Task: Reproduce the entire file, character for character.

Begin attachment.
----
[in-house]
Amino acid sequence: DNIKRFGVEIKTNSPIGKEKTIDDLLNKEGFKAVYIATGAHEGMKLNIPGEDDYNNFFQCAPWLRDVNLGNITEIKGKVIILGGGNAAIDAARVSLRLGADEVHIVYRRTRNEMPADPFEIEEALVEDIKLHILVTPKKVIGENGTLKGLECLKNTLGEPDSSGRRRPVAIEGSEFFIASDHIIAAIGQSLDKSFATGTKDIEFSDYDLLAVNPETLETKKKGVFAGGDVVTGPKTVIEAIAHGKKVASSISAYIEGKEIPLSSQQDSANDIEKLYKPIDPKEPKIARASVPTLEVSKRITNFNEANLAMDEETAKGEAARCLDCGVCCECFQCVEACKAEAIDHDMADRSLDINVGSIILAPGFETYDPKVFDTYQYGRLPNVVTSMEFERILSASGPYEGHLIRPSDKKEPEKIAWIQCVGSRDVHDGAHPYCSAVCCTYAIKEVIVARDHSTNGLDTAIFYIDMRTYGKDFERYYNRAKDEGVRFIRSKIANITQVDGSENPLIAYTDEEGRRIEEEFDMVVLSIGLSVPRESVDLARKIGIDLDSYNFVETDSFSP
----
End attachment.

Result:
[in-house]
Amino acid sequence: DNIKRFGVEIKTNSPIGKEKTIDDLLNKEGFKAVYIATGAHEGMKLNIPGEDDYNNFFQCAPWLRDVNLGNITEIKGKVIILGGGNAAIDAARVSLRLGADEVHIVYRRTRNEMPADPFEIEEALVEDIKLHILVTPKKVIGENGTLKGLECLKNTLGEPDSSGRRRPVAIEGSEFFIASDHIIAAIGQSLDKSFATGTKDIEFSDYDLLAVNPETLETKKKGVFAGGDVVTGPKTVIEAIAHGKKVASSISAYIEGKEIPLSSQQDSANDIEKLYKPIDPKEPKIARASVPTLEVSKRITNFNEANLAMDEETAKGEAARCLDCGVCCECFQCVEACKAEAIDHDMADRSLDINVGSIILAPGFETYDPKVFDTYQYGRLPNVVTSMEFERILSASGPYEGHLIRPSDKKEPEKIAWIQCVGSRDVHDGAHPYCSAVCCTYAIKEVIVARDHSTNGLDTAIFYIDMRTYGKDFERYYNRAKDEGVRFIRSKIANITQVDGSENPLIAYTDEEGRRIEEEFDMVVLSIGLSVPRESVDLARKIGIDLDSYNFVETDSFSP